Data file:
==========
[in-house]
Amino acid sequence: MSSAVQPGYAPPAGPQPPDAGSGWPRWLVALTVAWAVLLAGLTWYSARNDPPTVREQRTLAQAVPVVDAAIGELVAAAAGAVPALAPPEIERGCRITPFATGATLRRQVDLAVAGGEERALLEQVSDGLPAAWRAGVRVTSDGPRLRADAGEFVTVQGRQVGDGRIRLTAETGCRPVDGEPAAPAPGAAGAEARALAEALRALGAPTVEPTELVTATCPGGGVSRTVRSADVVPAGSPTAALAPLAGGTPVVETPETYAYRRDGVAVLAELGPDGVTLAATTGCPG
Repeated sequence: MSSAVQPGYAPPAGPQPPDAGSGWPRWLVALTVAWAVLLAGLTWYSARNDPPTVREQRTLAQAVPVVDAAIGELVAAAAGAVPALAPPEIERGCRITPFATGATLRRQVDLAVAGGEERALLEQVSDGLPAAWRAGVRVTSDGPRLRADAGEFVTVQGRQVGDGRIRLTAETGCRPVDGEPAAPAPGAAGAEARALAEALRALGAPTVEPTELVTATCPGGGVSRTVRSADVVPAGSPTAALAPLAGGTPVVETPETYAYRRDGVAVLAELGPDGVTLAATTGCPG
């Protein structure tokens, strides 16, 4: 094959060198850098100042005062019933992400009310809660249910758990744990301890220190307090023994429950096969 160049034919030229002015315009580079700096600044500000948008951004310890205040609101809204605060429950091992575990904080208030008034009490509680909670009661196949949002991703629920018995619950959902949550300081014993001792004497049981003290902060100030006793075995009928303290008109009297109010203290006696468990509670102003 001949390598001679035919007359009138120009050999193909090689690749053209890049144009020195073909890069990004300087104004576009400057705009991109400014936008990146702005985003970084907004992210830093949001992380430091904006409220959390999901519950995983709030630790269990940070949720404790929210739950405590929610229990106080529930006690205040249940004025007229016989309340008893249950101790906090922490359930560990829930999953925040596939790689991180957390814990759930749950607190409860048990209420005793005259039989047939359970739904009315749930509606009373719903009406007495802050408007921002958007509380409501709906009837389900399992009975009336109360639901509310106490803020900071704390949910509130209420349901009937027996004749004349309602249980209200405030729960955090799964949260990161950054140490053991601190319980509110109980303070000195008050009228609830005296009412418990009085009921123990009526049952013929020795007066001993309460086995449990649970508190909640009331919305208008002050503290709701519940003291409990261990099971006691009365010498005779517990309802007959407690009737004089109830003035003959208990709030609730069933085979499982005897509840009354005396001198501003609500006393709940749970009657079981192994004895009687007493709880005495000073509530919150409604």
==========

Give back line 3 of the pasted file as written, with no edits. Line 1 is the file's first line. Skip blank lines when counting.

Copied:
Repeated sequence: MSSAVQPGYAPPAGPQPPDAGSGWPRWLVALTVAWAVLLAGLTWYSARNDPPTVREQRTLAQAVPVVDAAIGELVAAAAGAVPALAPPEIERGCRITPFATGATLRRQVDLAVAGGEERALLEQVSDGLPAAWRAGVRVTSDGPRLRADAGEFVTVQGRQVGDGRIRLTAETGCRPVDGEPAAPAPGAAGAEARALAEALRALGAPTVEPTELVTATCPGGGVSRTVRSADVVPAGSPTAALAPLAGGTPVVETPETYAYRRDGVAVLAELGPDGVTLAATTGCPG